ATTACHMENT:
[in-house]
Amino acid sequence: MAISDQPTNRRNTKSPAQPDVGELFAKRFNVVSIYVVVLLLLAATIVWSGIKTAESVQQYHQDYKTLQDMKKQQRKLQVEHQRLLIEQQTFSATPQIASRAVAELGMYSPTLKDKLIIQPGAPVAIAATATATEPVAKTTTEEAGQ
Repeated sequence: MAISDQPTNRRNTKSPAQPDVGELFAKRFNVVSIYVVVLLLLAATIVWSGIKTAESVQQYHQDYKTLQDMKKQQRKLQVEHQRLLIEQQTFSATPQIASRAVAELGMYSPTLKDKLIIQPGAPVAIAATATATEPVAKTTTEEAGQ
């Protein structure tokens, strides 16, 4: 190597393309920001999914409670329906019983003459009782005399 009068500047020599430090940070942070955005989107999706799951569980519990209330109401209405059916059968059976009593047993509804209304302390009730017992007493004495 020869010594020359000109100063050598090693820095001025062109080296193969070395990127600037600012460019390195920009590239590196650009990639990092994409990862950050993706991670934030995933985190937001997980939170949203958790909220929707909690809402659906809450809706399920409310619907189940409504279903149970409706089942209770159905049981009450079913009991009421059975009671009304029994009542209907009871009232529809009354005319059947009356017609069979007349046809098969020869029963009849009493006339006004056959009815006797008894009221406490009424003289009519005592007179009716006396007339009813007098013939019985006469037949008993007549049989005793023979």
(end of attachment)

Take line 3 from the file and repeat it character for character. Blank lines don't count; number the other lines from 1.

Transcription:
Repeated sequence: MAISDQPTNRRNTKSPAQPDVGELFAKRFNVVSIYVVVLLLLAATIVWSGIKTAESVQQYHQDYKTLQDMKKQQRKLQVEHQRLLIEQQTFSATPQIASRAVAELGMYSPTLKDKLIIQPGAPVAIAATATATEPVAKTTTEEAGQ